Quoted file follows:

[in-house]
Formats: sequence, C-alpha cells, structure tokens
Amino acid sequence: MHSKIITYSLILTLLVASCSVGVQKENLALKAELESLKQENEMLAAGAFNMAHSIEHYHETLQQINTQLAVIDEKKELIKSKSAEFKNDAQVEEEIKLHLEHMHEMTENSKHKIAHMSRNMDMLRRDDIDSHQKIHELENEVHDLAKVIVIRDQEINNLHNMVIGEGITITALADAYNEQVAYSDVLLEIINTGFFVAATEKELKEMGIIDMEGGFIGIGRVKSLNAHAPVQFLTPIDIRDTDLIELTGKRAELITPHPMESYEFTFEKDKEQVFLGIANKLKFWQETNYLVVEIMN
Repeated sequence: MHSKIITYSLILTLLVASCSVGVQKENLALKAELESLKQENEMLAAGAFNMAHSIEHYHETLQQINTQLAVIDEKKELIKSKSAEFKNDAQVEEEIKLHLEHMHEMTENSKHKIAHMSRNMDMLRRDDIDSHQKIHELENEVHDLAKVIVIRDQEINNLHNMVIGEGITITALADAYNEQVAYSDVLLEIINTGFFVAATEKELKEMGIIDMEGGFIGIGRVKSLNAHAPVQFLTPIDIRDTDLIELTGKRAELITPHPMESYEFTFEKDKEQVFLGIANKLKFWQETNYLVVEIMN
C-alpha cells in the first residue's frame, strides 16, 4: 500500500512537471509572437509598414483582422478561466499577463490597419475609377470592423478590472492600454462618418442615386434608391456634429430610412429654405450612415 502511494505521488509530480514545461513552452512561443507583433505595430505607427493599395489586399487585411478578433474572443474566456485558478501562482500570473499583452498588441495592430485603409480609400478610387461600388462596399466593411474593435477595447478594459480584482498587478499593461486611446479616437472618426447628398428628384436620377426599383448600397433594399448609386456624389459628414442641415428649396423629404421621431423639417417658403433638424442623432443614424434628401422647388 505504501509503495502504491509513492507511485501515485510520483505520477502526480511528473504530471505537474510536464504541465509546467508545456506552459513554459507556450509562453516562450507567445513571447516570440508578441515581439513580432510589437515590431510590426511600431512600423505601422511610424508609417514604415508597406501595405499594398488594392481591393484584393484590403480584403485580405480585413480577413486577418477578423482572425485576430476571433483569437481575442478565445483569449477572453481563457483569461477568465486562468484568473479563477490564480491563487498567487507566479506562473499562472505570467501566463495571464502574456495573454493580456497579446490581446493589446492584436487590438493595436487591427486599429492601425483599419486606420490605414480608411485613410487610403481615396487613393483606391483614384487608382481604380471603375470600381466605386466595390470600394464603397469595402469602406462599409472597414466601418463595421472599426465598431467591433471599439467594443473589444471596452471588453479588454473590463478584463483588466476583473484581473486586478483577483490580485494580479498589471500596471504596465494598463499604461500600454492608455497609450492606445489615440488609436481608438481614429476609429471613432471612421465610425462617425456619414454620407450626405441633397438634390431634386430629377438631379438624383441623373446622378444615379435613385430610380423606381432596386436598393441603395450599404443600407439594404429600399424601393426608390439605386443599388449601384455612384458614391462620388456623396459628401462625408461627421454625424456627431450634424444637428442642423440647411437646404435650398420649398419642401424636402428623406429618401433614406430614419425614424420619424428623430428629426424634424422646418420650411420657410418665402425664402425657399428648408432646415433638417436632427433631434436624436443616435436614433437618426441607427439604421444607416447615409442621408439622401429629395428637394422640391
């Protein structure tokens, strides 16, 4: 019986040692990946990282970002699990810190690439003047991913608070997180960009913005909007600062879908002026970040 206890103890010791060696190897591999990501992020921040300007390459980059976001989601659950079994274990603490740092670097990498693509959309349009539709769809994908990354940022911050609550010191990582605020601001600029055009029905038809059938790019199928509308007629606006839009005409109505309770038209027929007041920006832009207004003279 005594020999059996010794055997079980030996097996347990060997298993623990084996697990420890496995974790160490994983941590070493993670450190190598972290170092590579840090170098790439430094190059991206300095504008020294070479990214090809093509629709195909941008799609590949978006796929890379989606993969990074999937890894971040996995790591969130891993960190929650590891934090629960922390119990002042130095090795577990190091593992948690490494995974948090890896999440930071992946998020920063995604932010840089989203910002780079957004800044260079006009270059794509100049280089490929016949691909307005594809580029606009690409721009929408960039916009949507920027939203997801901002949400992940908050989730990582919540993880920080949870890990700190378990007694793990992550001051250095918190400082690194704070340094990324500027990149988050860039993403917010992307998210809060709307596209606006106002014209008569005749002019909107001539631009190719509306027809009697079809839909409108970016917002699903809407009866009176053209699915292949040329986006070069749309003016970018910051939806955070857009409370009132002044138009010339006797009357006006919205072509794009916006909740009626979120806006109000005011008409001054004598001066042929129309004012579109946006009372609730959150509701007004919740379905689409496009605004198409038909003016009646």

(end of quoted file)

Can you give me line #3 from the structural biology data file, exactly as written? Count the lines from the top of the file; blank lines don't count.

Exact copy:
Amino acid sequence: MHSKIITYSLILTLLVASCSVGVQKENLALKAELESLKQENEMLAAGAFNMAHSIEHYHETLQQINTQLAVIDEKKELIKSKSAEFKNDAQVEEEIKLHLEHMHEMTENSKHKIAHMSRNMDMLRRDDIDSHQKIHELENEVHDLAKVIVIRDQEINNLHNMVIGEGITITALADAYNEQVAYSDVLLEIINTGFFVAATEKELKEMGIIDMEGGFIGIGRVKSLNAHAPVQFLTPIDIRDTDLIELTGKRAELITPHPMESYEFTFEKDKEQVFLGIANKLKFWQETNYLVVEIMN